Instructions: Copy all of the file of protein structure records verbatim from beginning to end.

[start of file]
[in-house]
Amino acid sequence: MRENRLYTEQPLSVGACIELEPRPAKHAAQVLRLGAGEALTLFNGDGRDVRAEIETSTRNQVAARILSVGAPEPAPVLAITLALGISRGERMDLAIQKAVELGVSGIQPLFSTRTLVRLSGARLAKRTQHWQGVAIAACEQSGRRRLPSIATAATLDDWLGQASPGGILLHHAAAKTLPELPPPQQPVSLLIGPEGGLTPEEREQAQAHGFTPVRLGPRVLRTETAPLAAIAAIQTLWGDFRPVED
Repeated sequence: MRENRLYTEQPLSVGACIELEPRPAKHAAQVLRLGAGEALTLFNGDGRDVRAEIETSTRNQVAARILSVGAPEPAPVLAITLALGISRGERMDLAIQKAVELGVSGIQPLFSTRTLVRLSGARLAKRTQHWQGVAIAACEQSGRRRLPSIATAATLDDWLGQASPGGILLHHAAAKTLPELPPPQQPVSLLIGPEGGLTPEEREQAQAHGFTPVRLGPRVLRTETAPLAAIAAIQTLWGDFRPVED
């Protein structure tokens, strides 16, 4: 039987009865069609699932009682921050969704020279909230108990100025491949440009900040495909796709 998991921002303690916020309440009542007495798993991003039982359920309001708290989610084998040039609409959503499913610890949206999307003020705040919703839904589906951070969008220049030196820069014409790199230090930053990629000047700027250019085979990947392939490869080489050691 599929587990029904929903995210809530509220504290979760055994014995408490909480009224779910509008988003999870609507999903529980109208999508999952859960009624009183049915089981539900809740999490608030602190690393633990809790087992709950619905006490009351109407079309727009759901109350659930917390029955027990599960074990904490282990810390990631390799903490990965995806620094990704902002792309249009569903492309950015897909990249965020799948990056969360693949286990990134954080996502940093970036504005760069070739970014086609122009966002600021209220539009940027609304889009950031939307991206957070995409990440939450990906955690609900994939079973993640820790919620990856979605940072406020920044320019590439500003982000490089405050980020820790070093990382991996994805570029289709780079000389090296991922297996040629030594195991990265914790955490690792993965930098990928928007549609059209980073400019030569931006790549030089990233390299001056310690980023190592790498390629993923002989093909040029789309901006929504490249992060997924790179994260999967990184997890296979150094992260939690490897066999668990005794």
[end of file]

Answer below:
[in-house]
Amino acid sequence: MRENRLYTEQPLSVGACIELEPRPAKHAAQVLRLGAGEALTLFNGDGRDVRAEIETSTRNQVAARILSVGAPEPAPVLAITLALGISRGERMDLAIQKAVELGVSGIQPLFSTRTLVRLSGARLAKRTQHWQGVAIAACEQSGRRRLPSIATAATLDDWLGQASPGGILLHHAAAKTLPELPPPQQPVSLLIGPEGGLTPEEREQAQAHGFTPVRLGPRVLRTETAPLAAIAAIQTLWGDFRPVED
Repeated sequence: MRENRLYTEQPLSVGACIELEPRPAKHAAQVLRLGAGEALTLFNGDGRDVRAEIETSTRNQVAARILSVGAPEPAPVLAITLALGISRGERMDLAIQKAVELGVSGIQPLFSTRTLVRLSGARLAKRTQHWQGVAIAACEQSGRRRLPSIATAATLDDWLGQASPGGILLHHAAAKTLPELPPPQQPVSLLIGPEGGLTPEEREQAQAHGFTPVRLGPRVLRTETAPLAAIAAIQTLWGDFRPVED
């Protein structure tokens, strides 16, 4: 039987009865069609699932009682921050969704020279909230108990100025491949440009900040495909796709 998991921002303690916020309440009542007495798993991003039982359920309001708290989610084998040039609409959503499913610890949206999307003020705040919703839904589906951070969008220049030196820069014409790199230090930053990629000047700027250019085979990947392939490869080489050691 599929587990029904929903995210809530509220504290979760055994014995408490909480009224779910509008988003999870609507999903529980109208999508999952859960009624009183049915089981539900809740999490608030602190690393633990809790087992709950619905006490009351109407079309727009759901109350659930917390029955027990599960074990904490282990810390990631390799903490990965995806620094990704902002792309249009569903492309950015897909990249965020799948990056969360693949286990990134954080996502940093970036504005760069070739970014086609122009966002600021209220539009940027609304889009950031939307991206957070995409990440939450990906955690609900994939079973993640820790919620990856979605940072406020920044320019590439500003982000490089405050980020820790070093990382991996994805570029289709780079000389090296991922297996040629030594195991990265914790955490690792993965930098990928928007549609059209980073400019030569931006790549030089990233390299001056310690980023190592790498390629993923002989093909040029789309901006929504490249992060997924790179994260999967990184997890296979150094992260939690490897066999668990005794």